If you have small children, you know how important it is to keep kids safe around water, but it’s easy for anyone to find themselves faced with a close call when it comes to pool safety. I’m a firefighter, an expert in pool safety and drowning emergencies, and it happened to me. You would’ve thought if anyone could keep kids safe in the water, it would be me.
My family was having a party in our backyard, with about forty guests and lots of small children. Everyone was swimming or enjoying themselves and I was watching the pool, making sure the kids were OK. Suddenly, one of the children climbed out of the pool and started being sick. I went over to help and as I was nursing the boy, distracted from the rest of the group, my wife came back outside with snacks, asking where our three year old was.
To our horror, we looked at the pool and found him floating face down, not breathing. I still remember my sons limp, pale, lifeless body being handed to me and starting CPR on him. My son is fine, but I hope telling you this story helps you see that it can happen to anyone. Things could’ve been so much worse. We have lots of precautions in place to prevent drowning, we’re pretty tight on security round this house, fences, locked gates, training, you name it. This happened while I was watching the pool, which makes the story so much more scary!
Just because you don’t have a pool doesn’t mean you don’t have to worry about drowning. Bath tubs, toilets, buckets, and other bodies of water like lakes, rivers and streams are just as dangerous. According to the US Center for Disease Control and Prevention (CDC), over 700 children under the age of 14 killed each year through drowning incidents in the United States and five times this number, over 3500 children, are admitted to hospitals each year with non-fatal, but sometimes permanent, near drowning injuries.
Drowning remains the second leading cause of death for all children between the ages of 1-14, second only to motor vehicle accidents. Children between the ages of 1 and 4 are the most at risk and the majority of these incidents happen in home swimming pools.
The ABC’s of Pool Safety:
We recommend the ABC’s of pool safety!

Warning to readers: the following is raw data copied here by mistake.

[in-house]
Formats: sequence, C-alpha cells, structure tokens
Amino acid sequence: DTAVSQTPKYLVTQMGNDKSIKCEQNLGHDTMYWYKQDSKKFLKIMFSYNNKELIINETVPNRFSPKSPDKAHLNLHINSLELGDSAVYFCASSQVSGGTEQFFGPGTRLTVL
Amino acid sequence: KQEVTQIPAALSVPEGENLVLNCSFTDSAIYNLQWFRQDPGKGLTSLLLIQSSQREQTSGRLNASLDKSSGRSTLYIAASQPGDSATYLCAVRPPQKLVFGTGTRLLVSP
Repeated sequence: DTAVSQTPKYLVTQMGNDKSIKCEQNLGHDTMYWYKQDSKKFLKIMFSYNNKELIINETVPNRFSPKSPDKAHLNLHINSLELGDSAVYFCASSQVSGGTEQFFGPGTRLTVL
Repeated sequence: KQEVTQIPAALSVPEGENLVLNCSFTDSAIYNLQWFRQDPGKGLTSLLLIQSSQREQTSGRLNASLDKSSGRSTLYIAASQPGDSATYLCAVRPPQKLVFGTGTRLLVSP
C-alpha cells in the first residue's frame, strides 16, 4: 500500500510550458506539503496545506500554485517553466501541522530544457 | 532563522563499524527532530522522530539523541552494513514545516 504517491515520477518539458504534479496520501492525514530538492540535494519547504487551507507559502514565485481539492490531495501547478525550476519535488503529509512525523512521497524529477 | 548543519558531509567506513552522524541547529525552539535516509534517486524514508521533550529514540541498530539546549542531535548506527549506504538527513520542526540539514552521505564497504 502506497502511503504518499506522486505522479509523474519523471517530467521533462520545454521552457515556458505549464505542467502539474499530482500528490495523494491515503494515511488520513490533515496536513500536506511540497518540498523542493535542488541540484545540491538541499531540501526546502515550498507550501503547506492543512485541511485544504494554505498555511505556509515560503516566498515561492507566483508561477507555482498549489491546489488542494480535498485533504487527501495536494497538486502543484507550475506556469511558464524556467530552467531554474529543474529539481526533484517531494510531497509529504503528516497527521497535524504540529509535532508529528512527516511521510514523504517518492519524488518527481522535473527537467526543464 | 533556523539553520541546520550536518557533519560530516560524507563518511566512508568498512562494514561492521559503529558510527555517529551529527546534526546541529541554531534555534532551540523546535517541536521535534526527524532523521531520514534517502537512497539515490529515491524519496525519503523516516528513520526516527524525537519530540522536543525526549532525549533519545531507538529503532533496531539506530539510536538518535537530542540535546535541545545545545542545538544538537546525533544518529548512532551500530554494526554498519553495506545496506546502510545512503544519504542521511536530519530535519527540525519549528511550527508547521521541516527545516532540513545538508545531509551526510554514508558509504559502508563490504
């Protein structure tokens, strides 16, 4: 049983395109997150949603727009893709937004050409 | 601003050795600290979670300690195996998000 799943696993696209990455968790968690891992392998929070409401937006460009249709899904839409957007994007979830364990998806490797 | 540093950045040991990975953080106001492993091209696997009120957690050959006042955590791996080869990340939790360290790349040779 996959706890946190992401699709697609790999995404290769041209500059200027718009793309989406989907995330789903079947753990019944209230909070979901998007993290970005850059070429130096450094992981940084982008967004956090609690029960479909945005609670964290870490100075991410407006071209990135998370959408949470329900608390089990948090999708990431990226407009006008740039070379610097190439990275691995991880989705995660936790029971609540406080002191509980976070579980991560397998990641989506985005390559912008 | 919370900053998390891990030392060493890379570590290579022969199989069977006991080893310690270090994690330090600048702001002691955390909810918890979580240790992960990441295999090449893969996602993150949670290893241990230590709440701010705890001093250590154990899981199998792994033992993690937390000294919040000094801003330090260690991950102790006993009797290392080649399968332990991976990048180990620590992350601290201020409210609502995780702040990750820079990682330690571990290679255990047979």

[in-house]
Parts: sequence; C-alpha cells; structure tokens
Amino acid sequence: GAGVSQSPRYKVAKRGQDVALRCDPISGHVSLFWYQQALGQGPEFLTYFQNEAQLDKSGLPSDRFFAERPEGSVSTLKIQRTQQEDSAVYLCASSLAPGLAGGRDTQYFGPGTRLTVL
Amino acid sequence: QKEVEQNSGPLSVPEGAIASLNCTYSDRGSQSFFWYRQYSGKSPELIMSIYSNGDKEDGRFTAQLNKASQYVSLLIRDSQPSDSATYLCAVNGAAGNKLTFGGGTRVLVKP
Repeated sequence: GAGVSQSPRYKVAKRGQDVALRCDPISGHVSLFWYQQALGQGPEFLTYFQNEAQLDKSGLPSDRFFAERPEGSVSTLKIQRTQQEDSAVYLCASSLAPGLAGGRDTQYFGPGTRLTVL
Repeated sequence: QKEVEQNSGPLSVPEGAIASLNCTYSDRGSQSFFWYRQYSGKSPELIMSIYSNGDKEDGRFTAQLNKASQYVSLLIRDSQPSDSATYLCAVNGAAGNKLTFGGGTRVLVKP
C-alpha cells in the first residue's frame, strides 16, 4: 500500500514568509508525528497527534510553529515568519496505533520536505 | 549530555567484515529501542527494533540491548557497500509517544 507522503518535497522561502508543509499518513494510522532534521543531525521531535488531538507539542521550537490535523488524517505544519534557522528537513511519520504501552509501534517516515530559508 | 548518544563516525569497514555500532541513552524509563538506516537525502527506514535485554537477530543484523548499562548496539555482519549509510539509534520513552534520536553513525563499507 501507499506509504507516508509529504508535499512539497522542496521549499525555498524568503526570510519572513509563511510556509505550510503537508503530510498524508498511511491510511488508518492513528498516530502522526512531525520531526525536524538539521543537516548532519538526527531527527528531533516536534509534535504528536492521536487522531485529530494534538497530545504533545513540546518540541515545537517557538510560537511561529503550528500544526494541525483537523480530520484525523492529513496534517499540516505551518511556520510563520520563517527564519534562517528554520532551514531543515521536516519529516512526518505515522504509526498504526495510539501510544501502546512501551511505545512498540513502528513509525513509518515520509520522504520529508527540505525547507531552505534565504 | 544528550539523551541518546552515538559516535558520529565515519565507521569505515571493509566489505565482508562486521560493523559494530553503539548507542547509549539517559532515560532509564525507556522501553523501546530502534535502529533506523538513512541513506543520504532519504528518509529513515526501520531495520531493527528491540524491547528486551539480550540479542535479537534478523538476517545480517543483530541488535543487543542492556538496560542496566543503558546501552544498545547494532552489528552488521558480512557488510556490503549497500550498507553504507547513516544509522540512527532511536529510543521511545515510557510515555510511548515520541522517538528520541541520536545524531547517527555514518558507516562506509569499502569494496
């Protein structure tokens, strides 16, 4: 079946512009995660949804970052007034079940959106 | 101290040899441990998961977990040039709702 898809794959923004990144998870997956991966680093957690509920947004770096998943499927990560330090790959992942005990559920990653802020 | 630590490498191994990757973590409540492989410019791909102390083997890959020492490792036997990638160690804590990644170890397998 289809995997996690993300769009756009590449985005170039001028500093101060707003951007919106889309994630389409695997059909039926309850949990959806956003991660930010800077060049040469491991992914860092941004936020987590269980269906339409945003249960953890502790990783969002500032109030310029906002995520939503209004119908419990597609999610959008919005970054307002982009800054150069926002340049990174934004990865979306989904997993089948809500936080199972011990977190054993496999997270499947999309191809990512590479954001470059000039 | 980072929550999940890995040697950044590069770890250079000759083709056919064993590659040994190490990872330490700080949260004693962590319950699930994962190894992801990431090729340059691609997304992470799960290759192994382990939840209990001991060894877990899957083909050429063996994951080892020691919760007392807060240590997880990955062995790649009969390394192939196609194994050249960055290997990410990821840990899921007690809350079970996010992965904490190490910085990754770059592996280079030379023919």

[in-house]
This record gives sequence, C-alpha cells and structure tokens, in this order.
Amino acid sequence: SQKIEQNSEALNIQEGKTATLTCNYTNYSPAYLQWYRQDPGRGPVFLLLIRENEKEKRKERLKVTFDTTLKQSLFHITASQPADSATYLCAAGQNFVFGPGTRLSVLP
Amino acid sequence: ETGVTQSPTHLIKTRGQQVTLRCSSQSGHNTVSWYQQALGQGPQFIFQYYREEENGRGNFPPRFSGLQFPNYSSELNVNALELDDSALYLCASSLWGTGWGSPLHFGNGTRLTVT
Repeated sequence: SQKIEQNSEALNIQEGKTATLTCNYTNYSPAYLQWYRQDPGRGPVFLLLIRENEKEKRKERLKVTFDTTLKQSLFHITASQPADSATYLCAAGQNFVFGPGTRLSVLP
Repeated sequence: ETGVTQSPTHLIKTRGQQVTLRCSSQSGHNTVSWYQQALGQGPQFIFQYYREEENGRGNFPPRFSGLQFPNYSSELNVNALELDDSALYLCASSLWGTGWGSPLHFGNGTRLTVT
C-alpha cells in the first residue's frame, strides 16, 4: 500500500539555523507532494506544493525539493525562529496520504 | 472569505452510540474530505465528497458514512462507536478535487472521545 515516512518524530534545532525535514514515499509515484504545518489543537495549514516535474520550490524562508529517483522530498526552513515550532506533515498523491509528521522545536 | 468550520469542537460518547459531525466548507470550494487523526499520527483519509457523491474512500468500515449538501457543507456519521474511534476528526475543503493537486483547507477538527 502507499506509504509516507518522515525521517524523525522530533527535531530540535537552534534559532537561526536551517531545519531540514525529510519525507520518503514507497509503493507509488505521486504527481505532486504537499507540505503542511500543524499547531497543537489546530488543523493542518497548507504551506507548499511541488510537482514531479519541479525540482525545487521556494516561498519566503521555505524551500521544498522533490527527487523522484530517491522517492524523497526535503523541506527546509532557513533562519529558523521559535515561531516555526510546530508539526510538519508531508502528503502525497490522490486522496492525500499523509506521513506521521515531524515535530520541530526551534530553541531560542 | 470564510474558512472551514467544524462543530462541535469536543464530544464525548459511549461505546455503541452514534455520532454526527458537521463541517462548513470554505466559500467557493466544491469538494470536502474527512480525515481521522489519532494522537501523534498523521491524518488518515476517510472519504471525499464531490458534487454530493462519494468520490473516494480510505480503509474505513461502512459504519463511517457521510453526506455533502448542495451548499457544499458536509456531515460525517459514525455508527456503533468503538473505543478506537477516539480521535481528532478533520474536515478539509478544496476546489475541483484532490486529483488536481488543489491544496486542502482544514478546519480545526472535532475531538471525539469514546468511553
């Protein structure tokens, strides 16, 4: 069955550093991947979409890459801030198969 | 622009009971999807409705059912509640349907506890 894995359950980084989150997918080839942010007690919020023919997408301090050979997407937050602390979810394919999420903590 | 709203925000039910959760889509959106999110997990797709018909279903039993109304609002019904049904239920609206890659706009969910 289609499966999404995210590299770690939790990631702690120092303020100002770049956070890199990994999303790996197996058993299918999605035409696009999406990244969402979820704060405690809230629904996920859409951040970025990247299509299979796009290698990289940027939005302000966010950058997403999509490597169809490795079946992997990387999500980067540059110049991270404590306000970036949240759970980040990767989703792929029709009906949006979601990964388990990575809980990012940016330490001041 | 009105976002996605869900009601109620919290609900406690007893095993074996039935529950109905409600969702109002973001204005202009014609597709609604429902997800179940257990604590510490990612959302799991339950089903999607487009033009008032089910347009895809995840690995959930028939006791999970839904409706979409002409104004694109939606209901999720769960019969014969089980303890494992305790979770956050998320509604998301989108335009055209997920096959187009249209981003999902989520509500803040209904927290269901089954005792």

- Adult Supervision
Adult Supervision at the Pool
Nothing can substitute for Adult Supervision. It’s so important that an adult who’s a strong swimmer is watching whenever children are near or in a body of water and pays attention at all times. Forget about computers, cell phones and books, even lounging around can be distracting if you fall asleep accidentally or don’t have a good view of the area.
When there’s more than a few children in the pool, you should ask someone else to sit and watch them with you. Like my story showed, you can easily get distracted and that’s when accidents happen. Children drown completely silently in minutes. Once they’re underwater, there’s no way to know they’re drowning unless you can actually see them.
Should I Have a Barrier?
The second thing you need around a body of water is a barrier:
There are many types of barriers, for many situations – the more you have, the better. All pools should be surrounded by an unclimbable fence at least 4’ high with self-closing and locking gates. This fence is in addition to any fence that may already be surrounding your yard, and is specifically designed to separate the pool area on all sides. Just because you don’t have children, doesn’t mean that a child can’t find its way into your pool – all swimming pools should have separate pool fences.
Studies have shown that fully enclosed four sided pool fences reduces a child’s risk of drowning by 83% over a standard three-sided property fence (CDC). Various types of nets that can be placed over pools are also available, but these should be used with a fence whenever possible.
There are also motion alarms that can be installed on pools to alert if there is movement in the pool, and similar alarms can be installed on home doors that lead out to the pool area as well.
For bath tubs and toilets, doors should be closed and there are locks that can be placed on toilets.
Do I Need to Take CPR Classes?
At a minimum, adults and teenagers should take CPR classes, especially if they will be responsible for watching children in a pool. Obviously, CPR classes teach many more skills than just response to drowning and can benefit the home in many ways. Children and adults who are not proficient at swimming should be enrolled in swimming classes as soon as possible. Other classes that are beneficial are life guard classes.
- Be careful not to be lulled into a sense of security because all members of your home can swim! Accidents happen. In the above scenario, the three year old was a proficient swimmer. Due to the number of people in the pool, the waves overcame his swimming ability.
- Since this incident I’ve heard it said, “It’s a good thing you were there, since you’re a firefighter”, but anyone could’ve done what I did. I didn’t have any special equipment or my normal crew to help me. I simply started one rescuer CPR immediately and initiated 911. These are all actions anyone can do.
- Pools and bodies of water can provide great family fun, but need to be treated with caution and respect. Remember the ABC’s of water safety: Adult Supervision, Barriers, and Classes.